Tax

Payroll Tax Cut Explained

10.28.2020

Emptech's founder, Jeff Aleixo

Author

Jeff Aleixo

Payroll tax cut, payroll tax compliance

After weeks of negotiations in Congress, President Trump signed executive orders on payroll taxes, unemployment benefits, student loans, and evictions. The aim of these orders is to provide relief to American workers who are struggling financially as a result of the coronavirus recession.

One of those executive measures includes a directive to suspend certain payroll taxes for workers earning less than $4,000 on a biweekly basis or about $104,000 annually. The start date for the payroll tax cut is listed as Sept. 1. By signing the Presidential Memo, the President is taking a step toward his longtime goal of cutting payroll taxes, a move he believes would provide savings to workers and encourage businesses to rehire employees.

How Payroll Taxes Work

The federal government levies payroll taxes on wages and uses most of the revenue to fund Social Security, Medicare, and other social insurance benefits. Federal income taxes also finance defense and security.

The Internal Revenue Service and state tax agencies publish annual tables to determine the amount of tax to be withheld from each paycheck depending on the employee’s gross wages, filing status, number of withholding allowances, and pay frequency. Social Security and Medicare taxes put together are called the Federal Insurance Contributions Act (FICA) taxes and have specific rates and thresholds.

For 2020, the Social Security tax rate is 6.2% on the first $137,700 of wages paid. The Medicare tax rate is 1.45% on the first $200,000 of wages, plus an additional 0.9% for wages above $200,000.

Payroll Tax Cut and Proposed Changes

According to the Presidential Memo, payroll tax cut defers Social Security taxes on wages or compensation of less than $4,000 on a pretax biweekly basis. That means that this will apply to workers earning less than approximately $104,000 in 2020. The amounts deferred are to be ultimately remitted without additional payments, such as interest, penalties, or other additional amounts or taxes.

The payroll tax cut does not include Medicare taxes. Also, this decision does not apply to the employer portion of Social Security taxes or Medicare or Additional Medicare taxes. The Coronavirus Aid, Relief, and Economic Security (“CARES”) Act already gives employers the option to defer payment of the employer portion of Social Security taxes. This refers to the period of March 27, 2020, through December 31, 2020, with 50% of the deferred taxes to be paid by December 31, 2021, and the remaining balance to be paid by December 31, 2022.

It is important to note that payroll taxes accumulated between Sept. 1 and Dec. 31 will be deferred, not forgiven. If no permanent payroll tax cut is enacted, taxes will have to be repaid beginning with January 2021.

Use this comprehensive guide to help you effectively handle tax responsibilities, prevent costly mistakes, and stay in compliance with tax requirements.

Payroll Tax Cut Impact

Since payroll tax cut is based on wages, a worker earning a relatively high salary, such as up to $104,000 in this case, takes home a bigger benefit than a worker earning $25,000. Supporters of payroll tax cut argue that it helps the economy by benefiting a broad number of American workers. On the other side, unemployed, retirees, and employees whose income derives from government benefits, will not benefit from the payroll tax cut. Therefore, it leaves out those most financially impacted by the COVID-19 health crisis.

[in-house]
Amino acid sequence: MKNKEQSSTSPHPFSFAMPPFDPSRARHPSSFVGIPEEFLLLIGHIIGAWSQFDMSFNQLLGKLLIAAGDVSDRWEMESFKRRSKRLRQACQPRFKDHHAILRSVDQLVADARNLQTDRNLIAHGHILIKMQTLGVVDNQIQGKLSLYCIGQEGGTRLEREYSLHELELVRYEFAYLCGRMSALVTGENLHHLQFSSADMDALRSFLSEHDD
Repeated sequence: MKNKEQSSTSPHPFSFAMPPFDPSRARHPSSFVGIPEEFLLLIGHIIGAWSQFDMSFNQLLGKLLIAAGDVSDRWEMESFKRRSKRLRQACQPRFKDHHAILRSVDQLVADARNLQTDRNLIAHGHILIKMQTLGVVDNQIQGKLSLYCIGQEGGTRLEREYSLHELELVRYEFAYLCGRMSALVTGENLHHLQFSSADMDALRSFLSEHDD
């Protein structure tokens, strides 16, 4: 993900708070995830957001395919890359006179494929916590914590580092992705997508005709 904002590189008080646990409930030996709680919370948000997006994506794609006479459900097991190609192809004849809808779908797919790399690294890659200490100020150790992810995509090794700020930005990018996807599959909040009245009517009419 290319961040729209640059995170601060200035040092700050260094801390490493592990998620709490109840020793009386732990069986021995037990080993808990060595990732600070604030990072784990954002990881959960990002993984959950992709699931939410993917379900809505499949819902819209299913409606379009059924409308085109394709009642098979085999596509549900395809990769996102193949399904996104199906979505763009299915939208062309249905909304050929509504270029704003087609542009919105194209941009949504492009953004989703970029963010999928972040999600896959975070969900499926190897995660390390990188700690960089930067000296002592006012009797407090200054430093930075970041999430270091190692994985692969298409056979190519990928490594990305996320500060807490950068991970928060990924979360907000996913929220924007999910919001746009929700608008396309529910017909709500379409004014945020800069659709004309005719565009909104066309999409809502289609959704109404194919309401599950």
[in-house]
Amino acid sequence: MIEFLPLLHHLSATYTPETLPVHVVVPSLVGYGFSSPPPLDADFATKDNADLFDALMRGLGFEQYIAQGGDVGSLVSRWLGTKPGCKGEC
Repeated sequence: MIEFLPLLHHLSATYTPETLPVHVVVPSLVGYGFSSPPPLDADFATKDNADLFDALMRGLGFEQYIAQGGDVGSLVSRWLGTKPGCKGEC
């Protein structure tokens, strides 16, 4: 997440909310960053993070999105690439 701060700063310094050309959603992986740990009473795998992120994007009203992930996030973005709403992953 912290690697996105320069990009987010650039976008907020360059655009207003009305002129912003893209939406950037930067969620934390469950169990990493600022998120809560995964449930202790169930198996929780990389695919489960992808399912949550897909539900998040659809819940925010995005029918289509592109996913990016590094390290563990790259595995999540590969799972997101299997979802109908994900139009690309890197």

It is not clear whether there will be a formal process for employees to opt in or out of deferring the withholding, deposit, and payment of payroll taxes. If employers choose to continue to withhold and pay payroll taxes while waiting for Congress to pass a tax cut, they could seek refunds of overpaid taxes after a tax cut becomes law. However, this would be a complicated process, and such an approach would defeat the purpose of the payroll tax cut as an economic stimulus in response to the effect of the COVID-19 pandemic.

How Should Employers Prepare for Payroll Tax Cut

President’s payroll tax order poses a dilemma for U.S. companies. It is difficult for employers to decide if they should continue withholding the money from workers expecting bigger paychecks or pass it on and potentially put themselves or their employees at risk.

It can also be very difficult for many employers to update their payroll systems as these changes require more clarifications from the Treasury Department and IRS about how the executive order works. Legal experts also point out it is possible that employers would continue to withhold payroll taxes from paychecks because the order does not eliminate the taxes. If that happens, employees cannot get a four-month 6.2% raise.

It is advisable for employers to exercise caution before making any payroll system changes in the absence of implementing guidance. At the same time, they need to follow further developments and legislation and determine how to prepare for potential implementation of the payroll tax cut, if it does become necessary. Lastly, employers should consider a payroll tax management software to ensure constant compliance with evolving tax regulations, avoid potential errors and penalties, and stay ahead of payroll tax obligations and changes.

Automate tax filing and simplify time-consuming and complex tax obligations to avoid penalties, reduce tax risks, and remain compliant with tax laws and regulations.

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